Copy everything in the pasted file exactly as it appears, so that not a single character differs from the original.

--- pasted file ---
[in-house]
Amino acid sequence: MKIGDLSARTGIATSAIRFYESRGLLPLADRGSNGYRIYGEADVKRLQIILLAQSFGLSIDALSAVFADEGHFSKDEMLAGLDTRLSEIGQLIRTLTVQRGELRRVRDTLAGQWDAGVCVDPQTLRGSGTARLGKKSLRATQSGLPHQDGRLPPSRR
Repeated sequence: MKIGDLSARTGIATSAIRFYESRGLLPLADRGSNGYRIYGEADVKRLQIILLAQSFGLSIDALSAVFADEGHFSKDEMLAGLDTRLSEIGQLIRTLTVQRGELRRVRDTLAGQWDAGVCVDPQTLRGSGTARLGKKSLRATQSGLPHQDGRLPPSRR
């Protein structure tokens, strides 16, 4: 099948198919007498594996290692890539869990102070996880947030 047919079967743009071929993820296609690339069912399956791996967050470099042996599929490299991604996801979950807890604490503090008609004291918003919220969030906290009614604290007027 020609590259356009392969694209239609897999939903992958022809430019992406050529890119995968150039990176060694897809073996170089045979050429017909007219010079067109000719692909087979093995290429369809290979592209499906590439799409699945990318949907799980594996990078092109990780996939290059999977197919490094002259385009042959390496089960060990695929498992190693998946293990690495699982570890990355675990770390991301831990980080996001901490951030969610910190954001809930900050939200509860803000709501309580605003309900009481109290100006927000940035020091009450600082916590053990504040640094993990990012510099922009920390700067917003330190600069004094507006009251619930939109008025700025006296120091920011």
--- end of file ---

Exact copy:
[in-house]
Amino acid sequence: MKIGDLSARTGIATSAIRFYESRGLLPLADRGSNGYRIYGEADVKRLQIILLAQSFGLSIDALSAVFADEGHFSKDEMLAGLDTRLSEIGQLIRTLTVQRGELRRVRDTLAGQWDAGVCVDPQTLRGSGTARLGKKSLRATQSGLPHQDGRLPPSRR
Repeated sequence: MKIGDLSARTGIATSAIRFYESRGLLPLADRGSNGYRIYGEADVKRLQIILLAQSFGLSIDALSAVFADEGHFSKDEMLAGLDTRLSEIGQLIRTLTVQRGELRRVRDTLAGQWDAGVCVDPQTLRGSGTARLGKKSLRATQSGLPHQDGRLPPSRR
């Protein structure tokens, strides 16, 4: 099948198919007498594996290692890539869990102070996880947030 047919079967743009071929993820296609690339069912399956791996967050470099042996599929490299991604996801979950807890604490503090008609004291918003919220969030906290009614604290007027 020609590259356009392969694209239609897999939903992958022809430019992406050529890119995968150039990176060694897809073996170089045979050429017909007219010079067109000719692909087979093995290429369809290979592209499906590439799409699945990318949907799980594996990078092109990780996939290059999977197919490094002259385009042959390496089960060990695929498992190693998946293990690495699982570890990355675990770390991301831990980080996001901490951030969610910190954001809930900050939200509860803000709501309580605003309900009481109290100006927000940035020091009450600082916590053990504040640094993990990012510099922009920390700067917003330190600069004094507006009251619930939109008025700025006296120091920011």